I’ve gotten to a terrible place of breaking my own rules. Normally, I would never go over to someone’s house in pajama pants and a sweatshirt. Nor would I ever set foot in a store or coffee place while wearing sweatpants or workout clothes. And no, it’s not because I don’t know how to relax. It’s just that I generally do my relaxing at home. By myself. I am not the sort to be comfortable enough in most people’s homes to don comfy clothes. Generally I reserve that for my home sweet home. Sadly, I can’t live up to my precedents. Me and my anemic, low iron, low energy self (yes, I’ve been forgetting to take all my lovely pills.) have been wandering into people’s homes, borrowing pajama pants, and crashing on couches without so much as a by-your-leave. Good heavens.

I also thought I would never put chai spice into a mocha. That one has been broken about a dozen times now…. It turned out to be quite good, despite the shocked and wary looks the barista at Starbucks gave me. They have no tolerance for brilliance and creativity, apparently. Nor did I plan on making my coffee without putting vanilla or some such flavor in it. And yet, multiple times I’ve used only sugar and milk. What is my latte-mocha-frappuccino world coming to? The day I drink black coffee and actually like it will be a dark one, that will hopefully never come. I am too close for comfort already. This must stop….

One of my worst social confessions of last week? I turned on the country radio station. Heavens to betsy. I never do that. If by some freak of radio waves, I happen to catch a twangy note or two, I immediately exclaim aloud, and turn the station posthaste. But this time, I actually did it on purpose. If you know me well, you understand what an earth-shaking thing that is to do. Lest you think me too far fallen, let me assure you—I did not linger for more than twenty seconds. It was like stepping to the edge of a cliff, peering over and pondering jumping. Then, with a sudden return to sanity, being snatched away from the edge and brought back to safety.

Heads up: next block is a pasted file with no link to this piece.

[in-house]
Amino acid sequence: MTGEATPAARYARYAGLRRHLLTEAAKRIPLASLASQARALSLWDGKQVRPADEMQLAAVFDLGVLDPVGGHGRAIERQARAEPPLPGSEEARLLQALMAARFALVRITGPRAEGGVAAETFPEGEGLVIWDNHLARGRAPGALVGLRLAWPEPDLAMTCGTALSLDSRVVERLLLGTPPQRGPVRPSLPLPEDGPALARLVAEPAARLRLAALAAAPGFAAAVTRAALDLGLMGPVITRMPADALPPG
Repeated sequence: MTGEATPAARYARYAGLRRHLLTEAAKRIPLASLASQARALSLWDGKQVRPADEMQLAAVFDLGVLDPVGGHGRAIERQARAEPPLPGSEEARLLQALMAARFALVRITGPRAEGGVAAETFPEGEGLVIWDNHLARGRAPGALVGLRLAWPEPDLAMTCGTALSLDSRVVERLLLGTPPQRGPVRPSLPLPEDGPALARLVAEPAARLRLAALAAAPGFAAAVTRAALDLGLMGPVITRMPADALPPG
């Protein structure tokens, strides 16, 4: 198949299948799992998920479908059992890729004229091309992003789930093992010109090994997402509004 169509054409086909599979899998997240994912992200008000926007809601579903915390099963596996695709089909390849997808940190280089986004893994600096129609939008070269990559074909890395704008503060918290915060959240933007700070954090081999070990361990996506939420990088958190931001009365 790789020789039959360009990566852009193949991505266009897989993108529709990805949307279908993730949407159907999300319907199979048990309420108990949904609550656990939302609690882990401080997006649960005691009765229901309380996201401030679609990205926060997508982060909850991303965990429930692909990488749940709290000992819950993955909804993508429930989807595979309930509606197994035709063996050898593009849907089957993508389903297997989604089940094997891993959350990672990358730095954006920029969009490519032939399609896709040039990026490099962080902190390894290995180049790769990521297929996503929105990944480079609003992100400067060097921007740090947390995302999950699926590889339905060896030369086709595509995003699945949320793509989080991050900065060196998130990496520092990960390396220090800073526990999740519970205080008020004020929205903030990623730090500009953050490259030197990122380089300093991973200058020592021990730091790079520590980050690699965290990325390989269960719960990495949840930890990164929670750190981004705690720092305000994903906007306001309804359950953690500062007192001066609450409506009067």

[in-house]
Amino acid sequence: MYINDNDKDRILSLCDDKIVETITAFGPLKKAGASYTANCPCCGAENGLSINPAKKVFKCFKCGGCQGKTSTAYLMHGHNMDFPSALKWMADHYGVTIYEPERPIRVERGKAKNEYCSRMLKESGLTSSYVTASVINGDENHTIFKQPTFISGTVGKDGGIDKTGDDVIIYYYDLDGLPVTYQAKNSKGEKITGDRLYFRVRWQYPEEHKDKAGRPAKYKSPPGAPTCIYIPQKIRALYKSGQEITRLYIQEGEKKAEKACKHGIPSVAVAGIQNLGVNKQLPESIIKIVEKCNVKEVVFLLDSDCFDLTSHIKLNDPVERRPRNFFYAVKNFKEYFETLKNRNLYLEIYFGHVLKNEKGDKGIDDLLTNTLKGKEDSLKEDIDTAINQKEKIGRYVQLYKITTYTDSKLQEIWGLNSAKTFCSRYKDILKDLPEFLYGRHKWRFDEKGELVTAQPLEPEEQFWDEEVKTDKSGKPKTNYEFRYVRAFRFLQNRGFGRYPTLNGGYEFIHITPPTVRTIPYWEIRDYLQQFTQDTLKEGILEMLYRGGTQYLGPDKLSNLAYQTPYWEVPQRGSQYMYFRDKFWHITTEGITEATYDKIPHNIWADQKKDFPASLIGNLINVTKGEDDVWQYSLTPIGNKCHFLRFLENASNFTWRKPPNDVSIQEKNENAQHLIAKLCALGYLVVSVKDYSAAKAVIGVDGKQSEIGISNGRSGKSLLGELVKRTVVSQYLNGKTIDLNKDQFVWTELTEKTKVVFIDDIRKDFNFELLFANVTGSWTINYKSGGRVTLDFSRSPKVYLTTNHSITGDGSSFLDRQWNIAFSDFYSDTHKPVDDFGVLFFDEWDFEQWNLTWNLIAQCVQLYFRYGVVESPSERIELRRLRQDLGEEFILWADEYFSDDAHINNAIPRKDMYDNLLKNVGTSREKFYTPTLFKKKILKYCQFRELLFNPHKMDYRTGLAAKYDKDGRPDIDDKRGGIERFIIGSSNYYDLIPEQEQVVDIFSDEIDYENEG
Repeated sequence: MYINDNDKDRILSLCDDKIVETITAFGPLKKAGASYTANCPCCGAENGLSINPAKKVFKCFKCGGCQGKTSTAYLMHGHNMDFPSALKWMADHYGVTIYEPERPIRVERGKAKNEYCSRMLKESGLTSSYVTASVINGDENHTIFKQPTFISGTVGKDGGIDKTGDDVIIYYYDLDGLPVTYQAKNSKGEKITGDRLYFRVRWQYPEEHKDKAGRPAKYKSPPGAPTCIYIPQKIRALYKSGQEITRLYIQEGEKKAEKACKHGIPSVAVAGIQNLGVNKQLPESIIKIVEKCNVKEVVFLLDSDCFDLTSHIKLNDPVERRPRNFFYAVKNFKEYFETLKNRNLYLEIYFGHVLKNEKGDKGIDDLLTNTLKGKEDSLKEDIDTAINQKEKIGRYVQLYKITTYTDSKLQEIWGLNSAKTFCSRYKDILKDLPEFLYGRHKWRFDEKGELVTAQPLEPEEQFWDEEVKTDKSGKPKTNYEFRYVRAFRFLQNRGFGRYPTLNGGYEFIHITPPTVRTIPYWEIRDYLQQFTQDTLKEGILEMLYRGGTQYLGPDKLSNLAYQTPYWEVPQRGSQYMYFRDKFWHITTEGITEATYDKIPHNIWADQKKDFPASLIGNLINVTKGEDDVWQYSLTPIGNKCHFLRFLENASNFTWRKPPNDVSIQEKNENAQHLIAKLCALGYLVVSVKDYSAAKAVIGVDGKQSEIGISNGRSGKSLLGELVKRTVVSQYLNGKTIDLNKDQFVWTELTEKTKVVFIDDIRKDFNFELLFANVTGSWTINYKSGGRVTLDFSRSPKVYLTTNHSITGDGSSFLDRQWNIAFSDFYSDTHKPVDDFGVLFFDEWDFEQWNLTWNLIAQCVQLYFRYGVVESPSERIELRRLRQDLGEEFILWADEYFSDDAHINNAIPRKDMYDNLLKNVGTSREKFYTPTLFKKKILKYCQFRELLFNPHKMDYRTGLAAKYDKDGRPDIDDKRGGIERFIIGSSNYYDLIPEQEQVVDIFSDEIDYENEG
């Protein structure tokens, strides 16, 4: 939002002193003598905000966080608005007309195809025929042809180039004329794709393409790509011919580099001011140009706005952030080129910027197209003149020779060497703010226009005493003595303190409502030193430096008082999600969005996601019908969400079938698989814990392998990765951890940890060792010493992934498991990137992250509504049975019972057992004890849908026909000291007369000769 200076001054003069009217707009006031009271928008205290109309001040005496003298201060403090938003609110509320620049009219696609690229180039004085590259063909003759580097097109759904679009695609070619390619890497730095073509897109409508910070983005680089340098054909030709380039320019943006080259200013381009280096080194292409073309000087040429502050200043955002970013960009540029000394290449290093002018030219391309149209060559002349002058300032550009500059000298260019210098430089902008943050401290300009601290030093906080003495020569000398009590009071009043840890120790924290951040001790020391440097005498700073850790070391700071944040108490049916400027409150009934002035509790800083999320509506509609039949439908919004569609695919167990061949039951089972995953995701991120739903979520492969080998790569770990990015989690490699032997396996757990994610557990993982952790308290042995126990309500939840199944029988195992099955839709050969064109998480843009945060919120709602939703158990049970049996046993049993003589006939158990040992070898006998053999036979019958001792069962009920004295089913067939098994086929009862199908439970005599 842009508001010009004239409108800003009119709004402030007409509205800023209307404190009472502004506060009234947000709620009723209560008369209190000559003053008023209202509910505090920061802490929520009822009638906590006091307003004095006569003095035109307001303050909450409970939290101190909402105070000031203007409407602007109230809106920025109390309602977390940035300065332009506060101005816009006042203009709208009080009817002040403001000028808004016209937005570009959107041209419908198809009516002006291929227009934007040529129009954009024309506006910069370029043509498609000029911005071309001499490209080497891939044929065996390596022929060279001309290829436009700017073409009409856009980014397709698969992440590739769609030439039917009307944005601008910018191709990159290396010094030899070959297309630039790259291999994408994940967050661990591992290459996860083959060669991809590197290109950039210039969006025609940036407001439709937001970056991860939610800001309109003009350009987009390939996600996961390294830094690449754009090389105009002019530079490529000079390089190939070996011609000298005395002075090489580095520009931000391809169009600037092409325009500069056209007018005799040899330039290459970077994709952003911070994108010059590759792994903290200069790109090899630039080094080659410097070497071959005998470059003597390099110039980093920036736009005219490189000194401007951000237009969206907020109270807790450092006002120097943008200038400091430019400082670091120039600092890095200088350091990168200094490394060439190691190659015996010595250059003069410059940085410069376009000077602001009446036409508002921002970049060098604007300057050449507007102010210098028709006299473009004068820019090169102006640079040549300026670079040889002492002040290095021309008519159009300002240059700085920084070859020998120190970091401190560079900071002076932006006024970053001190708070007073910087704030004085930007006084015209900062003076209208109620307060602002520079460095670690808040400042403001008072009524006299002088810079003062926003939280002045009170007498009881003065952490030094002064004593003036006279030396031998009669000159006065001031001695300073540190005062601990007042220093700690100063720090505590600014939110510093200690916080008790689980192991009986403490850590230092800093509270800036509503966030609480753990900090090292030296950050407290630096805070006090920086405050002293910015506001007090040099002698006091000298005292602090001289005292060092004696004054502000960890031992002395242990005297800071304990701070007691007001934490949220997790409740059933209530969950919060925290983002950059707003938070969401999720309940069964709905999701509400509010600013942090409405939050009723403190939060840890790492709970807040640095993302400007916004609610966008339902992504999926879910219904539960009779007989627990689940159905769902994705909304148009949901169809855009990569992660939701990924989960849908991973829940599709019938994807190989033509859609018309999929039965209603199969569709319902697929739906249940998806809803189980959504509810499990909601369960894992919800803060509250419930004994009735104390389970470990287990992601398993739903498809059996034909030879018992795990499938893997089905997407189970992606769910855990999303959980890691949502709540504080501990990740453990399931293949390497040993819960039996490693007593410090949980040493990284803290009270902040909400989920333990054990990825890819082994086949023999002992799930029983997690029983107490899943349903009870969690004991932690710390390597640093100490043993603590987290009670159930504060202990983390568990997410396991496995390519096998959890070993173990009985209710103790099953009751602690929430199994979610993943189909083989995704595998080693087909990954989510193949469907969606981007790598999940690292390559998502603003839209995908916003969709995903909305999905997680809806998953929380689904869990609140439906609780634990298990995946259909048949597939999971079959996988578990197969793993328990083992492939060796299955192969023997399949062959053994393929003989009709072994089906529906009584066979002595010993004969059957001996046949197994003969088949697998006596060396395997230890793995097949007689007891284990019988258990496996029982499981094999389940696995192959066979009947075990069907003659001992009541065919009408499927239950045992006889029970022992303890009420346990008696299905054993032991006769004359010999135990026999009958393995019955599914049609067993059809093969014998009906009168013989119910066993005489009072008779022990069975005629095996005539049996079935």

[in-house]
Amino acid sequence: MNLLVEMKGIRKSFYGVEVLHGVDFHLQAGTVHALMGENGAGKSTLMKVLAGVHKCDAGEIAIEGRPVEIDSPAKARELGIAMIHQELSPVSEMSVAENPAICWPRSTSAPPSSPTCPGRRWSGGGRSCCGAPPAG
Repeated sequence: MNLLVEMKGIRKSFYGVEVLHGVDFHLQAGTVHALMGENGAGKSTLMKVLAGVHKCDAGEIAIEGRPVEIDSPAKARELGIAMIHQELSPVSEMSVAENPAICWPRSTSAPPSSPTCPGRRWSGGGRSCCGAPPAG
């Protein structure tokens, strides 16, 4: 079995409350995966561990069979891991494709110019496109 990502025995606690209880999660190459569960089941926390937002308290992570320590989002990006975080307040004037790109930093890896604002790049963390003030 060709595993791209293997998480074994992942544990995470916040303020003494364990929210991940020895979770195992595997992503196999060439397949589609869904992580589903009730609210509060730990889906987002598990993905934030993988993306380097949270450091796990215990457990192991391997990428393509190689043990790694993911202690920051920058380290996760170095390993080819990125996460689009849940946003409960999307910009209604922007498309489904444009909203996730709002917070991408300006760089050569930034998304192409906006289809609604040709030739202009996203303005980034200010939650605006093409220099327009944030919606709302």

This week I am resolved. I’ll be taking my pills, drinking my coffee, staying hydrated, and keeping it all together.

I should be going—I have a game night to plan, some Owen to read, piano lessons to teach, a dishwasher to load, laundry to put away, piano to practice, a caramel party to arrange, and an apple pie to make. I’ll save my deeper musings for another day. (or just throw them away).

Thursday, November 10, 2011

I’d just like to remind you that it’s not Christmas yet.